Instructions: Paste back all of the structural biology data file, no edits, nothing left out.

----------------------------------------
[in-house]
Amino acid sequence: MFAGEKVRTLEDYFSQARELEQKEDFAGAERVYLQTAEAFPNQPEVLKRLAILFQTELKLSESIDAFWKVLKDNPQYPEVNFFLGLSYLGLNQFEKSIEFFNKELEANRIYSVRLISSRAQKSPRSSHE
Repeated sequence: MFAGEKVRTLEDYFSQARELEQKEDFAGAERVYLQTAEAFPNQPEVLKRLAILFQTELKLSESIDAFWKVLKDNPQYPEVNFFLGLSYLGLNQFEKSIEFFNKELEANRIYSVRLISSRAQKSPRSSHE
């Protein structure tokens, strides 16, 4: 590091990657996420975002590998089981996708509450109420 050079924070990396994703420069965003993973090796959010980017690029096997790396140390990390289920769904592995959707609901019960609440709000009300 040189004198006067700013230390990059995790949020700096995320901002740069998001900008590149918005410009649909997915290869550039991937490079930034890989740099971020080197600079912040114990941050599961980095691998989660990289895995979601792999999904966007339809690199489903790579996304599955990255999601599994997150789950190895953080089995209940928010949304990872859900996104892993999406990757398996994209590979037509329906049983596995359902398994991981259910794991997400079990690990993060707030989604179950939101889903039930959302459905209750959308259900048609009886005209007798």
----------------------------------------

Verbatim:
[in-house]
Amino acid sequence: MFAGEKVRTLEDYFSQARELEQKEDFAGAERVYLQTAEAFPNQPEVLKRLAILFQTELKLSESIDAFWKVLKDNPQYPEVNFFLGLSYLGLNQFEKSIEFFNKELEANRIYSVRLISSRAQKSPRSSHE
Repeated sequence: MFAGEKVRTLEDYFSQARELEQKEDFAGAERVYLQTAEAFPNQPEVLKRLAILFQTELKLSESIDAFWKVLKDNPQYPEVNFFLGLSYLGLNQFEKSIEFFNKELEANRIYSVRLISSRAQKSPRSSHE
């Protein structure tokens, strides 16, 4: 590091990657996420975002590998089981996708509450109420 050079924070990396994703420069965003993973090796959010980017690029096997790396140390990390289920769904592995959707609901019960609440709000009300 040189004198006067700013230390990059995790949020700096995320901002740069998001900008590149918005410009649909997915290869550039991937490079930034890989740099971020080197600079912040114990941050599961980095691998989660990289895995979601792999999904966007339809690199489903790579996304599955990255999601599994997150789950190895953080089995209940928010949304990872859900996104892993999406990757398996994209590979037509329906049983596995359902398994991981259910794991997400079990690990993060707030989604179950939101889903039930959302459905209750959308259900048609009886005209007798």